Different voltages from a stack of alkaline 'C' cells

Discussion in 'Power Electronics' started by Phil-S, Jul 29, 2016.

  1. Phil-S

    Thread Starter Member

    Dec 4, 2015
    I have a remote application that needs to run on a battery (XBee radio and a sensor plus CMOS IC)
    The XBee runs nicely on 3.0-V and the sensor/CMOS also runs on 3.0-V
    The XBee is an end device and sleeps for 5-minutes, or is woken by a pulse from the sensor.
    Two 'C' cells (3.0-V) are looking like lasting for a year at least.
    I want to put another sensor on that will need at least 4.5-V, at low power consumption.
    Is there anything inherently wrong with having a stack of three cells (4.5-V), taking 3.0-V at the two cell junction and 4.5-V at the three cell junction.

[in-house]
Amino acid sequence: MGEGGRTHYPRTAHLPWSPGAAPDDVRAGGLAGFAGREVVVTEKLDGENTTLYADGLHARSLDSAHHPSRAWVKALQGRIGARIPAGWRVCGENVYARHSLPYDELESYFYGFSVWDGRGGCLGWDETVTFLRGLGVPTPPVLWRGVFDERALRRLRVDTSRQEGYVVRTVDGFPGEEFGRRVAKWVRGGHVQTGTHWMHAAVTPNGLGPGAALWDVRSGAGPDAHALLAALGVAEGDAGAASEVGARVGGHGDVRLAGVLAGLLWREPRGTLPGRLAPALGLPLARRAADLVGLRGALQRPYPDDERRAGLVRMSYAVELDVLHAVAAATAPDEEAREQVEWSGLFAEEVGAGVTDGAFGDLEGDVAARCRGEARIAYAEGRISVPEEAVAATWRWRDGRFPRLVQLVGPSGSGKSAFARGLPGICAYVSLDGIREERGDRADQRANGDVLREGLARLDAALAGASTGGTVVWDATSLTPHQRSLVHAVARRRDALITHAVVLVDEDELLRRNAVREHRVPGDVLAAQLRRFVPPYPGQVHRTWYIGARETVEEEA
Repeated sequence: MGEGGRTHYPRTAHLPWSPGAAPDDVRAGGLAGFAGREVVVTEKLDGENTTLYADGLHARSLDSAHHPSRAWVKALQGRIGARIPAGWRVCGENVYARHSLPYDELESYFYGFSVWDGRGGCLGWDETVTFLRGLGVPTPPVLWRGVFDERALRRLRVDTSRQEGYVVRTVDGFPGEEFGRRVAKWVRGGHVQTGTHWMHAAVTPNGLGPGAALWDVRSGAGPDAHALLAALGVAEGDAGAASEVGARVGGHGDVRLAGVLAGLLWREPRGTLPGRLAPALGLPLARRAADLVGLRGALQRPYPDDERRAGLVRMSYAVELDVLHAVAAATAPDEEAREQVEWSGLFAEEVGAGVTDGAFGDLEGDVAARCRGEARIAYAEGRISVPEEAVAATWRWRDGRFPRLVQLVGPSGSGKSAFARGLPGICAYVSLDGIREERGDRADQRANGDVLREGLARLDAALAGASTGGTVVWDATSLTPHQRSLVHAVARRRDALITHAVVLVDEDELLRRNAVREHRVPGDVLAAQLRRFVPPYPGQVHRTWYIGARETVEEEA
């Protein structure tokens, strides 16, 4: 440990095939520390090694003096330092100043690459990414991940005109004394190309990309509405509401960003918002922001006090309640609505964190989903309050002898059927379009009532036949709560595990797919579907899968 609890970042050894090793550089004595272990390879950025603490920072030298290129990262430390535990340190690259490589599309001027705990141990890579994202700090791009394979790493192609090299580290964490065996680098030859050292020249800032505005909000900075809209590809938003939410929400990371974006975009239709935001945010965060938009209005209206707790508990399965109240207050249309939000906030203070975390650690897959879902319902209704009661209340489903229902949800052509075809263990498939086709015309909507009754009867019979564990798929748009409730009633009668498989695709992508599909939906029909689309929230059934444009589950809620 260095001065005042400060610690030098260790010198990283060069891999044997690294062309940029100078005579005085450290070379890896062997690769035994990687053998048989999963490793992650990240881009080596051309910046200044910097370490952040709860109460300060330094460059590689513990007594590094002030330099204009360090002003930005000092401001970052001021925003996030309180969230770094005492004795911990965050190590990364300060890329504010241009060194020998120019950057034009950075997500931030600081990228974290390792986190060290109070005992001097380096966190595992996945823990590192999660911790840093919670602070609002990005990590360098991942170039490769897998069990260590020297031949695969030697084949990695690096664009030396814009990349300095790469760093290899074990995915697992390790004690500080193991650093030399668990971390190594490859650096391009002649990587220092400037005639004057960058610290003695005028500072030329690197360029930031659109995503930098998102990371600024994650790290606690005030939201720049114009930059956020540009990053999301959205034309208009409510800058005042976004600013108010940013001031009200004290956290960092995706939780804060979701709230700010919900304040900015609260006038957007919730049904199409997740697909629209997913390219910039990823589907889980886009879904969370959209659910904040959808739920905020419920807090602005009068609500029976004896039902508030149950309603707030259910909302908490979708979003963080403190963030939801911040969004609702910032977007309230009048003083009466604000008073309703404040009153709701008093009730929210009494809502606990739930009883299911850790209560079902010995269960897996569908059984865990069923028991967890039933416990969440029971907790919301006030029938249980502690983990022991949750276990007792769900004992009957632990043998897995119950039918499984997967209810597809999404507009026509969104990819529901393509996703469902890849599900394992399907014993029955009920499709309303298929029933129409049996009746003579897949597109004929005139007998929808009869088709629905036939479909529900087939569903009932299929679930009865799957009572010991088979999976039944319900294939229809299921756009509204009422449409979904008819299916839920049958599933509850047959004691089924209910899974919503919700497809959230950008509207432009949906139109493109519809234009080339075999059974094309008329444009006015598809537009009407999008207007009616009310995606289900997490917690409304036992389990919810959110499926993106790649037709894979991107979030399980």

It sounds too easy. I wanted to avoid regulators.
  2. crutschow


    Mar 14, 2008
    You can do that but the two cells that are providing current to everything will obviously go dead before the third cell that's only powering the 4.5V load.
    Depending upon the relative current draw, you might be able to use a smaller battery (such as an AA) for the third cell, if you like.
  3. KL7AJ

    AAC Fanatic!

    Nov 4, 2008
    It was very common practice in the early days of radio! Go for it!
  4. Phil-S

    Thread Starter Member

    Dec 4, 2015
    Thanks all
    I do remember the EverReady valve radio battieries that supplied the HT and LT voltages - 150-V HT comes to mind.
    If you go into the theoretical side and start to try to calculate the currents flowing through the various cells, it starts to get complicated.
    Sometimes the best approach is to just try it. Everything I am using, the XBee, the Hall sensor, the temperature sensor and the CMOS are working well, below the recommended limits. The various voltages can be monitored via the XBee. The possibility of different mAhr capacities will be looked at. What I did notice was that the two 'C' cell voltage dropped from 3.1-V to 2.97-V quite quickly, but has stayed at 2.96 to 2.97-V for months. For information, the Hall sensor is an SMD Infineon low power device and is being used to monitor a water meter.